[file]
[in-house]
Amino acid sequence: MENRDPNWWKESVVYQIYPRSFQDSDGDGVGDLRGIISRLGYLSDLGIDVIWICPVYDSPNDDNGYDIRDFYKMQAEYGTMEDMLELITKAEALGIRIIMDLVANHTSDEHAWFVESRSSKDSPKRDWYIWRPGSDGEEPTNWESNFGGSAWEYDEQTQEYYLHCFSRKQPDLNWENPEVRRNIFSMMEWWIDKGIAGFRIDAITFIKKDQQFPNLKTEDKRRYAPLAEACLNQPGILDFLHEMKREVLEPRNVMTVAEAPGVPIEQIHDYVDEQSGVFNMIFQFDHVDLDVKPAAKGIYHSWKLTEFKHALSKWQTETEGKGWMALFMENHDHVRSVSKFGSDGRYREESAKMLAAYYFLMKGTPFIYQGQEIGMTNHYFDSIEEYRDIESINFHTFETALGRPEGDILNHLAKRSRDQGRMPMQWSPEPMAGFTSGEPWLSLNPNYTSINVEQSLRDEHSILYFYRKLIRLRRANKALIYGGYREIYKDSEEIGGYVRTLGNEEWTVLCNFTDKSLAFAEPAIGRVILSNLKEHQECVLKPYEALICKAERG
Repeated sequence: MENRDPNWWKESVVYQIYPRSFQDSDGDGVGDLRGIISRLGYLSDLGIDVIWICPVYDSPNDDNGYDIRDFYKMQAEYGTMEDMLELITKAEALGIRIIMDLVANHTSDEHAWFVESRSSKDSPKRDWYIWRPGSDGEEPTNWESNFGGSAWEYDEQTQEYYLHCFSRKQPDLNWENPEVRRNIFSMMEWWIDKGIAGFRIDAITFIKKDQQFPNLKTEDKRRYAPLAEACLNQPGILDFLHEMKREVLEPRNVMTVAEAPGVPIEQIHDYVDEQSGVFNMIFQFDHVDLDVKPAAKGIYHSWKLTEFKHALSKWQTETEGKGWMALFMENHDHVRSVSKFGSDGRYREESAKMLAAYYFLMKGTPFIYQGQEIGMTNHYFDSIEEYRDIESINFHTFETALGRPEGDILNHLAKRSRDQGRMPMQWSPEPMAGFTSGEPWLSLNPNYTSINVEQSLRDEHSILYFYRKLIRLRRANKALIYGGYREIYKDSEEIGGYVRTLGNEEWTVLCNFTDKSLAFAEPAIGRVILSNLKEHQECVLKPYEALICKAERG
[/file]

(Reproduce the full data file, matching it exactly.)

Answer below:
[in-house]
Amino acid sequence: MENRDPNWWKESVVYQIYPRSFQDSDGDGVGDLRGIISRLGYLSDLGIDVIWICPVYDSPNDDNGYDIRDFYKMQAEYGTMEDMLELITKAEALGIRIIMDLVANHTSDEHAWFVESRSSKDSPKRDWYIWRPGSDGEEPTNWESNFGGSAWEYDEQTQEYYLHCFSRKQPDLNWENPEVRRNIFSMMEWWIDKGIAGFRIDAITFIKKDQQFPNLKTEDKRRYAPLAEACLNQPGILDFLHEMKREVLEPRNVMTVAEAPGVPIEQIHDYVDEQSGVFNMIFQFDHVDLDVKPAAKGIYHSWKLTEFKHALSKWQTETEGKGWMALFMENHDHVRSVSKFGSDGRYREESAKMLAAYYFLMKGTPFIYQGQEIGMTNHYFDSIEEYRDIESINFHTFETALGRPEGDILNHLAKRSRDQGRMPMQWSPEPMAGFTSGEPWLSLNPNYTSINVEQSLRDEHSILYFYRKLIRLRRANKALIYGGYREIYKDSEEIGGYVRTLGNEEWTVLCNFTDKSLAFAEPAIGRVILSNLKEHQECVLKPYEALICKAERG
Repeated sequence: MENRDPNWWKESVVYQIYPRSFQDSDGDGVGDLRGIISRLGYLSDLGIDVIWICPVYDSPNDDNGYDIRDFYKMQAEYGTMEDMLELITKAEALGIRIIMDLVANHTSDEHAWFVESRSSKDSPKRDWYIWRPGSDGEEPTNWESNFGGSAWEYDEQTQEYYLHCFSRKQPDLNWENPEVRRNIFSMMEWWIDKGIAGFRIDAITFIKKDQQFPNLKTEDKRRYAPLAEACLNQPGILDFLHEMKREVLEPRNVMTVAEAPGVPIEQIHDYVDEQSGVFNMIFQFDHVDLDVKPAAKGIYHSWKLTEFKHALSKWQTETEGKGWMALFMENHDHVRSVSKFGSDGRYREESAKMLAAYYFLMKGTPFIYQGQEIGMTNHYFDSIEEYRDIESINFHTFETALGRPEGDILNHLAKRSRDQGRMPMQWSPEPMAGFTSGEPWLSLNPNYTSINVEQSLRDEHSILYFYRKLIRLRRANKALIYGGYREIYKDSEEIGGYVRTLGNEEWTVLCNFTDKSLAFAEPAIGRVILSNLKEHQECVLKPYEALICKAERG